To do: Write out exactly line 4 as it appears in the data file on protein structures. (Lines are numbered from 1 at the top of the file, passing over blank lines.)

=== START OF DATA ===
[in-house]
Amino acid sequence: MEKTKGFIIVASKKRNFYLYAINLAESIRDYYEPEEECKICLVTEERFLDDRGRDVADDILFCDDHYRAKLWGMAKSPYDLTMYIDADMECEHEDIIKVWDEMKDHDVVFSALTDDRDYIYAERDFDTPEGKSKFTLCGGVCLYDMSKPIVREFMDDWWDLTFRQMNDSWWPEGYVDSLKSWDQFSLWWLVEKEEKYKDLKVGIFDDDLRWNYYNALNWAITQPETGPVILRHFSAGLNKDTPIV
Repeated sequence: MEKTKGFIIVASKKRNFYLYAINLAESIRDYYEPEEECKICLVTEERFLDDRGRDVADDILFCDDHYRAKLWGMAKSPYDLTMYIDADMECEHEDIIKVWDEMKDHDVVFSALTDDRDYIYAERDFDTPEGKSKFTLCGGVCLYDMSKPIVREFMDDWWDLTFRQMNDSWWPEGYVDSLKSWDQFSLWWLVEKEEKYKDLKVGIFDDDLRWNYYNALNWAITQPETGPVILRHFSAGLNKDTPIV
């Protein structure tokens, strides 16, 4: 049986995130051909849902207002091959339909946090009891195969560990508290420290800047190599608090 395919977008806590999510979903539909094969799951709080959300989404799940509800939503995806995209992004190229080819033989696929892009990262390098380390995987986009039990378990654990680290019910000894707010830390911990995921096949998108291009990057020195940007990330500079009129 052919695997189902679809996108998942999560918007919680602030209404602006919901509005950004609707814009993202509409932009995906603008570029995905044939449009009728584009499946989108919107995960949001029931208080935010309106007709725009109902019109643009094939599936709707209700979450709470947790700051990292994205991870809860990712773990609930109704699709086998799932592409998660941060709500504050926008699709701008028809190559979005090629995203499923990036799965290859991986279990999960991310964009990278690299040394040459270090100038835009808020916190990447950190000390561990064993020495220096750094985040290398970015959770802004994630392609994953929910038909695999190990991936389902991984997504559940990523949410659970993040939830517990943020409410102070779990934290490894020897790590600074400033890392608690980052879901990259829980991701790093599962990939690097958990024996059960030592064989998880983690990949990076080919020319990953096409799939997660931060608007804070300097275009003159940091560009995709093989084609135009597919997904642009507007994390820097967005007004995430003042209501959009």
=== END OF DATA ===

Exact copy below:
């Protein structure tokens, strides 16, 4: 049986995130051909849902207002091959339909946090009891195969560990508290420290800047190599608090 395919977008806590999510979903539909094969799951709080959300989404799940509800939503995806995209992004190229080819033989696929892009990262390098380390995987986009039990378990654990680290019910000894707010830390911990995921096949998108291009990057020195940007990330500079009129 052919695997189902679809996108998942999560918007919680602030209404602006919901509005950004609707814009993202509409932009995906603008570029995905044939449009009728584009499946989108919107995960949001029931208080935010309106007709725009109902019109643009094939599936709707209700979450709470947790700051990292994205991870809860990712773990609930109704699709086998799932592409998660941060709500504050926008699709701008028809190559979005090629995203499923990036799965290859991986279990999960991310964009990278690299040394040459270090100038835009808020916190990447950190000390561990064993020495220096750094985040290398970015959770802004994630392609994953929910038909695999190990991936389902991984997504559940990523949410659970993040939830517990943020409410102070779990934290490894020897790590600074400033890392608690980052879901990259829980991701790093599962990939690097958990024996059960030592064989998880983690990949990076080919020319990953096409799939997660931060608007804070300097275009003159940091560009995709093989084609135009597919997904642009507007994390820097967005007004995430003042209501959009």